Report shows importance of grandparents and extended family in supporting parents with learning disabilities

Suggestions for future research include developing effective and cost effective models of person centred care, supported living and developing approaches to support family members and carers.

Researchers at Norah Fry have been looking at issues relating to supporting parents with learning disabilities for many years, recently producing an extremely helpful report (Finding the right support? A review of issues and positive practice in supporting parents with learning difficulties and their children ).

In this report, they focus on the role of grandparents and the extended family in the support network. The author outlines some of the key issues and develops some strategies for the involvement of the extended family, drawing on contributions from parents with learning disabilities from CHANGE (a national organisation running a network of and for parents with learning disabilities) and from a range of organisations providing support to family carers and members of the extended family, especially grandparents.

On the basis of the findings, it is suggested that grandparents and other members of the extended family can and do make a huge difference to parents with learning difficulties and their children, providing a role model, support, information, advice and childcare.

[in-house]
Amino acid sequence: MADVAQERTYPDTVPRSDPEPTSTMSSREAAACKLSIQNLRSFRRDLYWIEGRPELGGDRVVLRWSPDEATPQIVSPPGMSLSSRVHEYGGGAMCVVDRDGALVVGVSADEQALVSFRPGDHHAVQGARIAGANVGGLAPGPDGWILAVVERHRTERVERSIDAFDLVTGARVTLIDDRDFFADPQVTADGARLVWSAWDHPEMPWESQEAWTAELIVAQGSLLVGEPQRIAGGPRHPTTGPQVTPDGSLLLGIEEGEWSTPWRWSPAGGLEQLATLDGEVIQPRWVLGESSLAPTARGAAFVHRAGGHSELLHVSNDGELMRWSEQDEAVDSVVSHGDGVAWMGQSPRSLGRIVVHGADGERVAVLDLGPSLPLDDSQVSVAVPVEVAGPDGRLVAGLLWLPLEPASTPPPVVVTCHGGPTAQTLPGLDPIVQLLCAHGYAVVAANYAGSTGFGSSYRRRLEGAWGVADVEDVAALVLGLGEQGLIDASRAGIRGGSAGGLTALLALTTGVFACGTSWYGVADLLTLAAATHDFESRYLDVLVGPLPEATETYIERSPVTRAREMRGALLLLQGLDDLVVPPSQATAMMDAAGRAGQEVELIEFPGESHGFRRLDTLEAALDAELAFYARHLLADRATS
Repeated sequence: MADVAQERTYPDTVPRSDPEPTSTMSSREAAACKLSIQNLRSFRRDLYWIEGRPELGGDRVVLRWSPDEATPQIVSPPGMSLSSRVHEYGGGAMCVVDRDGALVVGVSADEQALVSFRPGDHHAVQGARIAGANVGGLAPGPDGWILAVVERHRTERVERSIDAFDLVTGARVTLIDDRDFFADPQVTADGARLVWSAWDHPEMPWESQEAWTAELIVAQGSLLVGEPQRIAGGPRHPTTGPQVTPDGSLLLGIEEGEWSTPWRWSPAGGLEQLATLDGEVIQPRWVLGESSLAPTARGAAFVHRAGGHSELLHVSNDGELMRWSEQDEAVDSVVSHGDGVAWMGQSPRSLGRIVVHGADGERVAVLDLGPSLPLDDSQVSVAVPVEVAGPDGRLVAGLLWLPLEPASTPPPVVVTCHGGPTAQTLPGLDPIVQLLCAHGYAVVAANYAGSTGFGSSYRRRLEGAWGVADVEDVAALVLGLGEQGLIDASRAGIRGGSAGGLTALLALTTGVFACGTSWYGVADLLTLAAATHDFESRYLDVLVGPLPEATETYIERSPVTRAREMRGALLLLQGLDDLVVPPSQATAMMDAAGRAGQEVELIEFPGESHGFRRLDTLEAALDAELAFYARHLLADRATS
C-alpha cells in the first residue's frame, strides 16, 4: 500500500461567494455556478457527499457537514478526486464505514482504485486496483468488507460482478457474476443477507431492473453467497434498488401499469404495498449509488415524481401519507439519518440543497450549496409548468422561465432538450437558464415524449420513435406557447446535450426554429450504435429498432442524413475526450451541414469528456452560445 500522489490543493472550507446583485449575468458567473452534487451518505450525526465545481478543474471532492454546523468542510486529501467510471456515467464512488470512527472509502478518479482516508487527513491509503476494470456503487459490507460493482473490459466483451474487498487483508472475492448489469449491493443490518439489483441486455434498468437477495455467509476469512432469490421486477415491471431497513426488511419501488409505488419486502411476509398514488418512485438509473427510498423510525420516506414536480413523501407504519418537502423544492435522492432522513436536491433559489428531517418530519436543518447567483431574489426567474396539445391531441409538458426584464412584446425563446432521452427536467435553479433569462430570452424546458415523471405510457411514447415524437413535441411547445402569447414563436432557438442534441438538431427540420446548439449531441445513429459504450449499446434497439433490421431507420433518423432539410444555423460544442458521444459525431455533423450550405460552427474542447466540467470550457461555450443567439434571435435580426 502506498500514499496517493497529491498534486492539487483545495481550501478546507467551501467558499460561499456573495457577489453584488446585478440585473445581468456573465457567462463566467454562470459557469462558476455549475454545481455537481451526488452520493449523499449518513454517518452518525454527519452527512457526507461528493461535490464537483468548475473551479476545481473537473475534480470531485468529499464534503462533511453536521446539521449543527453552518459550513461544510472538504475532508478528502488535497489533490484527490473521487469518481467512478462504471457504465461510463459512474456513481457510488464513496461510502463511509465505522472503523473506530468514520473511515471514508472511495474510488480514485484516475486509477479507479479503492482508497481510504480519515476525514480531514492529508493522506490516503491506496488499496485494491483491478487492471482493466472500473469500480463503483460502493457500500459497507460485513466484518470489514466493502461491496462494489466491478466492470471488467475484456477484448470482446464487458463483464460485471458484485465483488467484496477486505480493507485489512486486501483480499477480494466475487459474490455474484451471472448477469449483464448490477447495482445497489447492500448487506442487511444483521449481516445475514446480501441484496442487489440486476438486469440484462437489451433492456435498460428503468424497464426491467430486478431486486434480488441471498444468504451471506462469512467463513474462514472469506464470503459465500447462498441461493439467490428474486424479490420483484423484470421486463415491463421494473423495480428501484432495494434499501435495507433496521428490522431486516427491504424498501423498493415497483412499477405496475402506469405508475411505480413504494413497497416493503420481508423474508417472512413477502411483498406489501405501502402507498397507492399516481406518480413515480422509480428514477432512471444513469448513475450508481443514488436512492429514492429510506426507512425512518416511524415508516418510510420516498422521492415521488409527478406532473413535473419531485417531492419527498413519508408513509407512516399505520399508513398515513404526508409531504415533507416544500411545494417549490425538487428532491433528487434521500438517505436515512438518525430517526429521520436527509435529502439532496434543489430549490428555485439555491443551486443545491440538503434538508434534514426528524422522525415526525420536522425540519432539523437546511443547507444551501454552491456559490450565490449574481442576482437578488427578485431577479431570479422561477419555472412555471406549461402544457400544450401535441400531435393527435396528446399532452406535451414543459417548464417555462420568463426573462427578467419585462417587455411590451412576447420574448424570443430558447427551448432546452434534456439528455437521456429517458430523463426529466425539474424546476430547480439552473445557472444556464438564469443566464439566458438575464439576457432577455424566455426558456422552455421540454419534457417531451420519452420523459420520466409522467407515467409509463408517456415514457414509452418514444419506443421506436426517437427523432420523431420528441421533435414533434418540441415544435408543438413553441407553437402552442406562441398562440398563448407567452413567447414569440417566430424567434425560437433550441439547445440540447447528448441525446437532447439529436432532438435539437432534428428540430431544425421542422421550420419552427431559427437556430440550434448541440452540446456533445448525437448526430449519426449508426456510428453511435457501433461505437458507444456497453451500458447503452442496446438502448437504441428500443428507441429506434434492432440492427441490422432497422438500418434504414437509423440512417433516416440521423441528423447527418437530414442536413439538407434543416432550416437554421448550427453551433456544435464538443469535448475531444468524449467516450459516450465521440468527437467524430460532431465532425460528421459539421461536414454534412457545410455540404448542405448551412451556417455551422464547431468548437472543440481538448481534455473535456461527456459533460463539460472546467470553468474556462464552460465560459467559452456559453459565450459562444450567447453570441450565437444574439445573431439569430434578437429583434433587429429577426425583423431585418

Download the full report as a pdf here Supporting parents with learning disabilities: Grandparents and the extended family

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John Northfield

After qualifying as a social worker, John worked in community learning disability teams before getting involved in a number of long-stay hospital closure programmes, working to develop individual plans for people moving into their own homes. He worked for BILD, helping to develop the Quality Network and was editorial lead for the NHS electronic library learning disabilities specialist collection. This led him to found the Learning Disabilities Elf site with Andre Tomlin as a way of making the evidence accessible to practitioners in health and social care. Most recently he has worked as part of Mencap's national quality team and also been involved in a number of national website developments, including the General Medical Council's learning disabilities site.

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